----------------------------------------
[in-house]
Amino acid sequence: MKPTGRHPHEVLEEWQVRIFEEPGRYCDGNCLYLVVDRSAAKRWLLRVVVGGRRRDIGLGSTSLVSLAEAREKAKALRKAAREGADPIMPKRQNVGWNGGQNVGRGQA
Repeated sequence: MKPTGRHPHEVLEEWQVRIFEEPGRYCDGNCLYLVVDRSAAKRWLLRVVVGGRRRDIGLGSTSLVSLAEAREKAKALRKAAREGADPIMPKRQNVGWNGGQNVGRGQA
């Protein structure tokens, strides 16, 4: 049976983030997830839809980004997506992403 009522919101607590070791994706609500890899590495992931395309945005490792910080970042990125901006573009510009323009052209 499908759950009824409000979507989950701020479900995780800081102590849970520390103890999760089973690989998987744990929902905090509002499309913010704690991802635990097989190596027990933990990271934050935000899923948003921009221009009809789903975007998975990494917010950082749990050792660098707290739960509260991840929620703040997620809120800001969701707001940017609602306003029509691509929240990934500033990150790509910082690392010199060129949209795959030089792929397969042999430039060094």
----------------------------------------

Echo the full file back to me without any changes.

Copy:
[in-house]
Amino acid sequence: MKPTGRHPHEVLEEWQVRIFEEPGRYCDGNCLYLVVDRSAAKRWLLRVVVGGRRRDIGLGSTSLVSLAEAREKAKALRKAAREGADPIMPKRQNVGWNGGQNVGRGQA
Repeated sequence: MKPTGRHPHEVLEEWQVRIFEEPGRYCDGNCLYLVVDRSAAKRWLLRVVVGGRRRDIGLGSTSLVSLAEAREKAKALRKAAREGADPIMPKRQNVGWNGGQNVGRGQA
């Protein structure tokens, strides 16, 4: 049976983030997830839809980004997506992403 009522919101607590070791994706609500890899590495992931395309945005490792910080970042990125901006573009510009323009052209 499908759950009824409000979507989950701020479900995780800081102590849970520390103890999760089973690989998987744990929902905090509002499309913010704690991802635990097989190596027990933990990271934050935000899923948003921009221009009809789903975007998975990494917010950082749990050792660098707290739960509260991840929620703040997620809120800001969701707001940017609602306003029509691509929240990934500033990150790509910082690392010199060129949209795959030089792929397969042999430039060094």